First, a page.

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A mosque at ground zero; ...supporters and protesters
Topic Started: May 26 2010, 08:57 AM (1,712 Views)
The 89th Key
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Posted Image Posted Image

Via NY Post: http://www.nypost.com/p/news/local/manhattan/nyers_wage_jihad_vs_wtc_mosque_UgJiOBYEhrSOw4Q6hpvbQL

Quote:
 
NYers wage jihad vs. WTC mosque

By TOM TOPOUSIS and JOE MOLLICA

Last Updated: 6:29 AM, May 26, 2010

Posted: 3:43 AM, May 26, 2010


Angry relatives of 9/11 victims last night clashed with supporters of a planned mosque near Ground Zero at a raucous community-board hearing in Manhattan.

After four hours of public debate, members of Community Board 1 finally voted 29-1 in support of the project. Nine members abstained, arguing that they wanted to table the issue and vote at a later date.

The board has no official say over whether the estimated $100 million mosque and community center gets built. But the panel's support, or lack of it, is considered important in influencing public opinion.

Holding up photos of loved ones killed in the Twin Towers and carrying signs such as, "Honor 3,000, 9/11 -- No mosque!" opponents of the proposed Cordoba House on Park Place called the plan an insult to the terror-attack victims.

"That is a burial ground," said retired FDNY Deputy Chief Al Santora, referring to the fact that victims' remains were scattered for blocks.

Santora's 23-year-old son, Christopher, was the youngest firefighter to die that day.

"I do have a problem with having a mosque on top of the site where [terrorists] can gloat about what they did," said Santora, with his wife, Maureen, by his side.

About 150 people attended the emotional Greenwich Street meeting, were some shouted down others as they took their turns.

Imam Feisal Abdul Rauf, the head of the Cordoba Institute, which is in charge of the project, insisted that the site would help "bridge the great divide" between Muslims and the rest of America.

"We are Americans, we are Muslim Americans," Rauf said. "Many of us were born in the United States. We have no higher aspirations than to bring up our children in peace and harmony in this country."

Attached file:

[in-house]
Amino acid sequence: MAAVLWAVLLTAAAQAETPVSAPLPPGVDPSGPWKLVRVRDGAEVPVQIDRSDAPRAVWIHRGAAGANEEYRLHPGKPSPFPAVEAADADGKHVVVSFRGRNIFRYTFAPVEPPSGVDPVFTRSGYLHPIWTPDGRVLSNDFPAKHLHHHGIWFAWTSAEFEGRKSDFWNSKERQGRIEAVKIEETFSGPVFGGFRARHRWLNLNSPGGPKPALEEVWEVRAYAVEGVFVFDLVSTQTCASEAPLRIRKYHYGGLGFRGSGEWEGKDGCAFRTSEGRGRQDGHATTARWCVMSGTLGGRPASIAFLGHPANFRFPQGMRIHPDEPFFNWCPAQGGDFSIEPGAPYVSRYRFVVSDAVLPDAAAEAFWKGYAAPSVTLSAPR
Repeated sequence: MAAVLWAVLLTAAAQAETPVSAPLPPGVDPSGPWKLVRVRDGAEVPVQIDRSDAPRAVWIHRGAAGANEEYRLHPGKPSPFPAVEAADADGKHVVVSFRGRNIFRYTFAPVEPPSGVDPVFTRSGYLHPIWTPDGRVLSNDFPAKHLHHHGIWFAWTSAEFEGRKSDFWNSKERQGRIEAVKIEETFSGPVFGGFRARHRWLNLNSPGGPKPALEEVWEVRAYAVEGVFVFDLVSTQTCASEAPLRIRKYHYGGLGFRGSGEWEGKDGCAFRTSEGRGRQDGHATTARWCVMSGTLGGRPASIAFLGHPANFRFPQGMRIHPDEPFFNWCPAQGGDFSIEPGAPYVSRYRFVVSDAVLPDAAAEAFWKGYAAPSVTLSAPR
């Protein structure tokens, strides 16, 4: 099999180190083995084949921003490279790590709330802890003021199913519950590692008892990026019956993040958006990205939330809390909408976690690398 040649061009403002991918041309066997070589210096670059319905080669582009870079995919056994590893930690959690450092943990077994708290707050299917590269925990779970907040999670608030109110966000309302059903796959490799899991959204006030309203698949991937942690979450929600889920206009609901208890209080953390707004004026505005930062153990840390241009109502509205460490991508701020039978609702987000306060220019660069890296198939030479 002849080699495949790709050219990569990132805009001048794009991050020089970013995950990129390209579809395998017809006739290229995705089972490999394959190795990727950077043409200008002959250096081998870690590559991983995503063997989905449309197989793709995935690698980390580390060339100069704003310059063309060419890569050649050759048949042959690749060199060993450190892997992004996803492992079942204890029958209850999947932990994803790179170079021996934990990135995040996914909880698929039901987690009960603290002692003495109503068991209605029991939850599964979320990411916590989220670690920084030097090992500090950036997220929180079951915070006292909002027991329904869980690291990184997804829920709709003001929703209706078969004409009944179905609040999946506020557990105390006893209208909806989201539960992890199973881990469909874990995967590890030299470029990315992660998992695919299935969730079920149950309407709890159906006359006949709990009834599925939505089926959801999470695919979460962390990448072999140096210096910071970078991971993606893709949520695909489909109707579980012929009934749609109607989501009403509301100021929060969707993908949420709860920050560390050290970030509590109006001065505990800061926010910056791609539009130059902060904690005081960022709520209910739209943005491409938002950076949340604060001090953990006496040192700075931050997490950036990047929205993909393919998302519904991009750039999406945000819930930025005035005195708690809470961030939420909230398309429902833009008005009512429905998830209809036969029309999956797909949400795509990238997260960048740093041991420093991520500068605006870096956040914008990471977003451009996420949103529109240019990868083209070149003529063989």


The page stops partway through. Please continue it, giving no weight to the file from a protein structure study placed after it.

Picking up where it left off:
But the crowd got ugly when he added, "Freedom of assembly is the right of all Americans."

Amid boos, one woman shouted, "Not at the World Trade Center!"

Rauf's wife, Daisy Khan, followed him to the microphone to pitched the planned community facility as "much needed party space and much needed venue space" for the area.

She was roundly booed.

Some audience members preached tolerance for the Muslim leaders.

Before the meeting, Manhattan Borough President Scott Stringer, a supporter of the mosque, stood in front of the site and said, "What we're rejecting here is outright bigotry and hatred."

Catholic priest Kevin Madigan, of St. Peter's Church, which is about a block away, agreed.

"I think they need to establish a place such as this for people of goodwill from mainline Christian, Jewish and Muslim faiths so we can come together to talk," Madigan said.
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The 89th Key
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I support the mosque being there, the same as any place of worship. Obviously I understand the emotions involved, but I think it's important for America to show that her unwavering principles are paramount, and not only in easy situations.
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Kincaid
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HOLY CARP!!!
I support it as well. I mean, it's not right next door is it? We have to understand that Islam didn't attack the U.S., just like Christian's didn't attack the Federal Building in Oklahoma City.

I would also hope that if the mosque is built in such a way that there are views of ground zero, that many more Muslims will come to see it and pray in sorrow over it, rather than to gloat.
Kincaid - disgusted Republican Partisan since 2006.
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kenny
HOLY CARP!!!
Kincaid
May 26 2010, 09:56 AM
We have to understand that Islam didn't attack the U.S., just like Christian's didn't attack the Federal Building in Oklahoma City.
Posted Image
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John Galt
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+1 to both Kincaid and 89's posts.

You are the peacemakers who will change the world for the better.

edit: +1 to Kenny, too. You said it so well!
Edited by John Galt, May 26 2010, 10:08 AM.
Let us begin anew, remembering on both sides that civility is not a sign of weakness.
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John D'Oh